In June 2013, Inspector General NK Illangakoon issued a directive to all police stations check the experience of private bus drivers, the validity of their driving licences, the condition of the vehicles and whether temporary drivers are being used. Police have been instructed to keep a close watch on whether private buses violate the law when they compete with each other on the roads.

 
Motor Traffic Commissioner General S.H. Harischandra said in February 2014 that a new law was expected in two months that would institute a separate category for driving licences for passenger transport.“Buses, three-wheelers, passenger transport vans and other vehicles will come under this category. Bus drivers will have to undertake compulsory training on first aid, technical areas and ethics.” Heretofore, there have been no checks done at all on the physical fitness of bus drivers. Will this be done? Let us see if the law is introduced. Let us see if it is enforced. Will the spot fines be derisory? What we require are not new laws, or expensive new machines but to ensure the existing laws are implemented by police using their eyes, ears and noses.

 

 

 

Foreign Investment in Sri Lanka

This article appeared on Page 9 of the January 1 issue of Ceylon Today

 

Colman's Column3Why would a foreigner invest in Number 85 on the Forbes Best Countries for Business list when he could invest in number1?

Sri Lanka is keen to attract foreign investment to offset its heavy borrowing for infrastructure development. I recently received an e-mail from an exiled Sri Lankan who was trying to get a project going. This man is not an enemy of Sri Lanka; in fact, some accused him of being a government stooge. Nevertheless, he told me was shocked at the level of corruption he witnessed and said he had little hope for the future.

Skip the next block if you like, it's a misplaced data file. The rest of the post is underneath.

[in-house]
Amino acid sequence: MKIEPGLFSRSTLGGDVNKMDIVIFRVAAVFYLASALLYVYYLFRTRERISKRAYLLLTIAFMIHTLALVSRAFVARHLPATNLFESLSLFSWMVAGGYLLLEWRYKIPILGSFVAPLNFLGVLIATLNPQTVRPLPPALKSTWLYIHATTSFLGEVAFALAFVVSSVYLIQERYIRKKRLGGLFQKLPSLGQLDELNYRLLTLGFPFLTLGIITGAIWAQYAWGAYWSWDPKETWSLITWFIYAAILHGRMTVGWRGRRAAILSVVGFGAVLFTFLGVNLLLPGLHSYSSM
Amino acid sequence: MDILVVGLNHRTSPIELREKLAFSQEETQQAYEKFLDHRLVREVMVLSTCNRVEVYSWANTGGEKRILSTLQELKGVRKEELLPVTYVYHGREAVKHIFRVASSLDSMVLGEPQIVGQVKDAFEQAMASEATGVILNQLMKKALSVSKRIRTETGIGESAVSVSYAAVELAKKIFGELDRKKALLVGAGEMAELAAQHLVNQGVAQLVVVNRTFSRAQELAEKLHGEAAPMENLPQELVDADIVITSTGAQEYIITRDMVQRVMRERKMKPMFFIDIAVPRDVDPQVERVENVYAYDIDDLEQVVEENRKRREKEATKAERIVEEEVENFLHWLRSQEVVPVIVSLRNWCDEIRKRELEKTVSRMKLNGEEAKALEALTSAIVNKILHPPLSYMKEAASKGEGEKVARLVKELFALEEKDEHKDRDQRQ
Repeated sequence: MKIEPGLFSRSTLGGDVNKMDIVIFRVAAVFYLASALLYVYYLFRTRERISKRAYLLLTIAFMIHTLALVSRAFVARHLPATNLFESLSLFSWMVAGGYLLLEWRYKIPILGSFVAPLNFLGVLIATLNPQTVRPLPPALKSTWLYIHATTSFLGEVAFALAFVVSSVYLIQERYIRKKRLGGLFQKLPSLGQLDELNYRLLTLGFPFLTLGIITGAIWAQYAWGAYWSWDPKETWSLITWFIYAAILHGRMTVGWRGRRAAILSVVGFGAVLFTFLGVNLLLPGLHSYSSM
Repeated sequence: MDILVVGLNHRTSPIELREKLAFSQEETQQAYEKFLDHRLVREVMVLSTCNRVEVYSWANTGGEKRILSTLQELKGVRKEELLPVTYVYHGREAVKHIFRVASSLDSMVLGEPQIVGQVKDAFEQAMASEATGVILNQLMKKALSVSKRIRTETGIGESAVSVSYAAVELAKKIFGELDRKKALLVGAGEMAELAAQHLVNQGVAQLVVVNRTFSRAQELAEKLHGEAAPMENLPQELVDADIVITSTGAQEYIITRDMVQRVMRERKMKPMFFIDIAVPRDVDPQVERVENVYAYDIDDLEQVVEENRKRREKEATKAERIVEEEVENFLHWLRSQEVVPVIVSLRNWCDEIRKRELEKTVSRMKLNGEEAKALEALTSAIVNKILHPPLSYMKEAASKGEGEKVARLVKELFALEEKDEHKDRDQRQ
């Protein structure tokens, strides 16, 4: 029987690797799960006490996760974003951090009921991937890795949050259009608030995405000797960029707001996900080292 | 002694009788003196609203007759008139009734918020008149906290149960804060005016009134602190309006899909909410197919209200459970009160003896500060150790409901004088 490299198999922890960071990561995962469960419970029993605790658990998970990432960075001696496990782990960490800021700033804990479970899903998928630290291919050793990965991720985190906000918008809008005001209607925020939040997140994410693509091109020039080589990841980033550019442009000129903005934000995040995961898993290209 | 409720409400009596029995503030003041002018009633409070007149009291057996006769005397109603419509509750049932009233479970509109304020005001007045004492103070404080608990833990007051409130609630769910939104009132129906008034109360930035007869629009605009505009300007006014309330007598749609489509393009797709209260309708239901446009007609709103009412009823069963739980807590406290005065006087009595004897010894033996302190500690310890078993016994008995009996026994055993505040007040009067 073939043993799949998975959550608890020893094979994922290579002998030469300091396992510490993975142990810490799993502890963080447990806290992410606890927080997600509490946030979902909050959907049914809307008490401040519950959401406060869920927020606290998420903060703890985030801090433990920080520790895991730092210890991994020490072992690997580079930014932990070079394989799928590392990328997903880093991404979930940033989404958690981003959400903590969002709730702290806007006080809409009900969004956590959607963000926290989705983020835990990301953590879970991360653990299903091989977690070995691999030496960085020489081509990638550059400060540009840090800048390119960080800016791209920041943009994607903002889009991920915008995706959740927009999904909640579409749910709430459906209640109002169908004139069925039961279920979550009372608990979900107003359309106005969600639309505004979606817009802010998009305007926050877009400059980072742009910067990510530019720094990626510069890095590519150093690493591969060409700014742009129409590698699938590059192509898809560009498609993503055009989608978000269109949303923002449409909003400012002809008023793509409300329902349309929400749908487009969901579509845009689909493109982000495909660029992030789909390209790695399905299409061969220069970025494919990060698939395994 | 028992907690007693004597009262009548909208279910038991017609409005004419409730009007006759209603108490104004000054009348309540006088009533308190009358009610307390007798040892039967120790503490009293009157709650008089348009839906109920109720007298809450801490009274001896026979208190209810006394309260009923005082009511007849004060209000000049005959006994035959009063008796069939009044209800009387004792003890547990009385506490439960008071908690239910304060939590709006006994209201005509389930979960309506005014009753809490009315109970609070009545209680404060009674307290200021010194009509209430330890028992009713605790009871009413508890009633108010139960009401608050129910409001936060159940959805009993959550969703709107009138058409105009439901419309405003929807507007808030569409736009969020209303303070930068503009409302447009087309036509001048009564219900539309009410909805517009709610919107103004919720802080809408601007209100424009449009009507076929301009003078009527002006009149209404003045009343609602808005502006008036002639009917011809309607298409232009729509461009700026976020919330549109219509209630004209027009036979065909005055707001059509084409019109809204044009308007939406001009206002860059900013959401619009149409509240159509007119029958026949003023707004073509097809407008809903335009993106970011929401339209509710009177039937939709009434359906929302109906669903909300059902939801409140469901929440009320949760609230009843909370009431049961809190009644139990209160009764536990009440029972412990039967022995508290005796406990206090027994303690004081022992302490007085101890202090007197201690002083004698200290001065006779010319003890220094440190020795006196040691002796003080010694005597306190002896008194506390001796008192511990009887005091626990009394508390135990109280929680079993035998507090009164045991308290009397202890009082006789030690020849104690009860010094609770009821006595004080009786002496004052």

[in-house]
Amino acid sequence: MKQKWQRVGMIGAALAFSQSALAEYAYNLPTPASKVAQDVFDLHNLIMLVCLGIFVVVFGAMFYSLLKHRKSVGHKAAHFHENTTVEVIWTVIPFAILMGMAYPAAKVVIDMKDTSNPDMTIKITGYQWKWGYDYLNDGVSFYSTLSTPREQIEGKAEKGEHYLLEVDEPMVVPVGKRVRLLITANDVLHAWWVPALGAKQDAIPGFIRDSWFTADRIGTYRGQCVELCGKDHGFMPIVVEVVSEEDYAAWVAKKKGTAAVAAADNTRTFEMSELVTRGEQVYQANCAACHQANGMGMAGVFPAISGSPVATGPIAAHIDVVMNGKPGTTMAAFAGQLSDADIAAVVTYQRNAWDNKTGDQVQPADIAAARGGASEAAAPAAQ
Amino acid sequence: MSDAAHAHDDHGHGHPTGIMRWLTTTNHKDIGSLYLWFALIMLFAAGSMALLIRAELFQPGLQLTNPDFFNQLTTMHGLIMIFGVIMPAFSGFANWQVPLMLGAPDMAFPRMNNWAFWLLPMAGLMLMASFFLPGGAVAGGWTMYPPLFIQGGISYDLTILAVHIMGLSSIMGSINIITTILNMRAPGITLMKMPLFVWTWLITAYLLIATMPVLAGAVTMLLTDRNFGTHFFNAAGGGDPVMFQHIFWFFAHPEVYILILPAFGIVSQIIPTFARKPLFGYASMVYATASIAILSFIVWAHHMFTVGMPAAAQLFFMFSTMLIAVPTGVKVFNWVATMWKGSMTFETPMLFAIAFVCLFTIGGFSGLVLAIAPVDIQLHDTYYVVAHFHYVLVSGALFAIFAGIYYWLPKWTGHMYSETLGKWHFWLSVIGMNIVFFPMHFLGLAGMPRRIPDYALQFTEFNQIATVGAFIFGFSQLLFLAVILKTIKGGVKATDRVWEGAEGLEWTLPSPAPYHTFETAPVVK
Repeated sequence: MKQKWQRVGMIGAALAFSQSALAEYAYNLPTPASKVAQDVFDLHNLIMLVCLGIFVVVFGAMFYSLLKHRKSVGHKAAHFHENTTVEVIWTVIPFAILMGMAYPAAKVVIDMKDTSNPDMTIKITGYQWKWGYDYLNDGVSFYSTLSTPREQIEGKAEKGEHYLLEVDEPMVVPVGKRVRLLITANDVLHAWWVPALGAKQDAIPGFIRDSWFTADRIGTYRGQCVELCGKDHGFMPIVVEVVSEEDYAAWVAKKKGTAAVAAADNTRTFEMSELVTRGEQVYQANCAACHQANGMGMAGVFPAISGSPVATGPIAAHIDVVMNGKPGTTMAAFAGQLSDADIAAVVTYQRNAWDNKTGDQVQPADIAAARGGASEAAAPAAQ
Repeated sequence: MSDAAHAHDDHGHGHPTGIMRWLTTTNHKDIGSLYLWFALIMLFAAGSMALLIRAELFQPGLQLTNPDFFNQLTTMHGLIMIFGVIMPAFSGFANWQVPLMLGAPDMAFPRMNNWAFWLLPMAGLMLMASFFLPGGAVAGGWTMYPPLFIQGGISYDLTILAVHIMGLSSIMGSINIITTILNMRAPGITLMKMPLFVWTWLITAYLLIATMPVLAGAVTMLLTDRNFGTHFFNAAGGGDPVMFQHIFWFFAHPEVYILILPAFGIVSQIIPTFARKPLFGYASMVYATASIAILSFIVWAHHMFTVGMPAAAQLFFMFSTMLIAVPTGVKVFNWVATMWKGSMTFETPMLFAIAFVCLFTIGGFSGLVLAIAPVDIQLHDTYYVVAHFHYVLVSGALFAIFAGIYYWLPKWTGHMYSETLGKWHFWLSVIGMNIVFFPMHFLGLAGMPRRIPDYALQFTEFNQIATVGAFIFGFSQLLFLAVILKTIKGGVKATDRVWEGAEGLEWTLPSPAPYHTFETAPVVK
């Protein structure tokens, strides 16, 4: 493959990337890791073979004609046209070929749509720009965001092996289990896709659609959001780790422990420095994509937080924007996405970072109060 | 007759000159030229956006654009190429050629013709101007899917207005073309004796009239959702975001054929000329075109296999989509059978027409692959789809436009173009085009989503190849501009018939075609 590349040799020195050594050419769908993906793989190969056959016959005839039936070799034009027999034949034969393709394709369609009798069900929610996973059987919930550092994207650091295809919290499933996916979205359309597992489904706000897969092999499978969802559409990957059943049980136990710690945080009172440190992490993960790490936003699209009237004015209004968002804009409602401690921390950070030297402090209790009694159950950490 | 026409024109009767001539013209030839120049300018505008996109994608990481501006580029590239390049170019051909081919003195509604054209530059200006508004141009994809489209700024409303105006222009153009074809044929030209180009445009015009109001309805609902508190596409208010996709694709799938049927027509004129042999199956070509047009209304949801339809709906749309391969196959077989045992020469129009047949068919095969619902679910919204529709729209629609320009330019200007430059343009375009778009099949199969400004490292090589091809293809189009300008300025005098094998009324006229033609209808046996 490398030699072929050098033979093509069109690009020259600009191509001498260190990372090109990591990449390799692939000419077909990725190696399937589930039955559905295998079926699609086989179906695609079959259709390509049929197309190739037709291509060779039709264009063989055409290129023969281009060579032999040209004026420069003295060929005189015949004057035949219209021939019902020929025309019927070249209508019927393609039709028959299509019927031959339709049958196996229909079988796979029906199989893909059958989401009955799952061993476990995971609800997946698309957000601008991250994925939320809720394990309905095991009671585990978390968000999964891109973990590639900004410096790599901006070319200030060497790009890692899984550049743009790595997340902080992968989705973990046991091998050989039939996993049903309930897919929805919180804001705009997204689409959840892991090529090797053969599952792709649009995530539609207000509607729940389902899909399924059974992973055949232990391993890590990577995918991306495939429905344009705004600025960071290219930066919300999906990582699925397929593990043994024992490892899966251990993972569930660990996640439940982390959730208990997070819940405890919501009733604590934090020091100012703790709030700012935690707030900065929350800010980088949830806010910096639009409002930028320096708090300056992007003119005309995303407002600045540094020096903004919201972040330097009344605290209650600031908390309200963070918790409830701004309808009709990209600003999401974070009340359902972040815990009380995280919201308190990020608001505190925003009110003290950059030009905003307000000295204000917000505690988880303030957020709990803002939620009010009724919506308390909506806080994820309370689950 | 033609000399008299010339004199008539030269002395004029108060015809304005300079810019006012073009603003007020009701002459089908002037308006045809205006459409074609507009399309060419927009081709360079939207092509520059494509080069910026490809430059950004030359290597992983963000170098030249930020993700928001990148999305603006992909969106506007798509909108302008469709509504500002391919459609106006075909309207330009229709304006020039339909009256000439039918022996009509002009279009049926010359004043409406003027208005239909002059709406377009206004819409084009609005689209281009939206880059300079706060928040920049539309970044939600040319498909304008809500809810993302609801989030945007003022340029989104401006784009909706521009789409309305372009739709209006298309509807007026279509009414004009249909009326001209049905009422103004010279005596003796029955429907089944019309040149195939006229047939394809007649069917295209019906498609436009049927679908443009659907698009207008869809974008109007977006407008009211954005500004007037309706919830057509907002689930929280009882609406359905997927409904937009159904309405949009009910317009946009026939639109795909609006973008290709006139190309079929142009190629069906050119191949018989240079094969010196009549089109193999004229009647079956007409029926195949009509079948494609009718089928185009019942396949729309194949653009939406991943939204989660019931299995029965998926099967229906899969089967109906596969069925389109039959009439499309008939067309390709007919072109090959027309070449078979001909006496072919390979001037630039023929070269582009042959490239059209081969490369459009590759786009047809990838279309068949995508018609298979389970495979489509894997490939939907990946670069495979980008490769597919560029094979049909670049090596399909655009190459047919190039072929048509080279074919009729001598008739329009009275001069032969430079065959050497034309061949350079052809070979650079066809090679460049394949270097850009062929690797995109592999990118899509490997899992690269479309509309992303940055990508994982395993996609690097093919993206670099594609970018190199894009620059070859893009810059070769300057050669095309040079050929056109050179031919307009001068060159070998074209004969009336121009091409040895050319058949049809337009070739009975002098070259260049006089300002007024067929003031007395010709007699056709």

In October 2013, the World Bank published its 2014 Doing Business list of the most business-friendly places in the world. The places with the greatest number of positive ticks are Singapore and Hong Kong.

The survey shows a decade-long trend in which many countries are shortening the amount of time it takes to start a business. The report also finds a relationship between the degree of black market or “informal” business activity and the Doing Business ranking; the higher the degree of informality, the worse the score.

In the 1960s, Sri Lanka had a per capita income comparable to those of South Korea, Malaysia, and Thailand but failed to maintain its advantage. Foreign investment is still not enough to move the economy to higher levels of economic growth. The country has been unable to attract the kinds of investments that would have multiplier benefits to the economy.

Rankings on the Doing Business index depend on a number of indicators such as Starting a Business, Getting Electricity, Investor Protection, Enforcing Contracts. The gap is narrowing as countries such as Rwanda, Philippines, and the Russian Federation improve regulations to foster entrepreneurship and trade. Ireland remains at 15 in the ranking of 189 economies.  Sri Lanka has fallen four places to number 84.

Forbes magazine did its own survey by grading 145 nations on 11 different factors: property rights, innovation, taxes, technology, corruption, freedom (personal, trade and monetary), red tape, investor protection and stock market performance. Ireland came top in this index. In 2010, Ireland’s budget deficit reached 32.4% of GDP – the world’s largest deficit. Ireland achieved moderate growth of 1.4% in 2011 and cut the budget deficit to 9.1% of GDP. Although the recovery slowed in 2012, Dublin managed to trim the deficit to about 8.5% of GDP. Sri Lanka comes in at number 85. Forbes comments: “A large trade deficit remains a concern. Strong remittances from Sri Lankan workers abroad have helped to offset the trade deficit.”